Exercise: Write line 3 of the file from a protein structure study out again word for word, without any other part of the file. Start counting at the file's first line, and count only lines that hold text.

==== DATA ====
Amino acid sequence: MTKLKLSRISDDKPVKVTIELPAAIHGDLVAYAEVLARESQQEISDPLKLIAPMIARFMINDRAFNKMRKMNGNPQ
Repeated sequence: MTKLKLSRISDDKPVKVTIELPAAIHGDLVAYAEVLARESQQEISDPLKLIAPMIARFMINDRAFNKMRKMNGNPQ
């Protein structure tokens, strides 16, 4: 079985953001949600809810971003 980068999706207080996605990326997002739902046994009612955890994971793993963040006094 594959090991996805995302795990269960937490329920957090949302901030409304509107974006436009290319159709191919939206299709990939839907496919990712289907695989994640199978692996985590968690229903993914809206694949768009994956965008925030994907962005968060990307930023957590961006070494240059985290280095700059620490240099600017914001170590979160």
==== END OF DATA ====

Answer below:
């Protein structure tokens, strides 16, 4: 079985953001949600809810971003 980068999706207080996605990326997002739902046994009612955890994971793993963040006094 594959090991996805995302795990269960937490329920957090949302901030409304509107974006436009290319159709191919939206299709990939839907496919990712289907695989994640199978692996985590968690229903993914809206694949768009994956965008925030994907962005968060990307930023957590961006070494240059985290280095700059620490240099600017914001170590979160």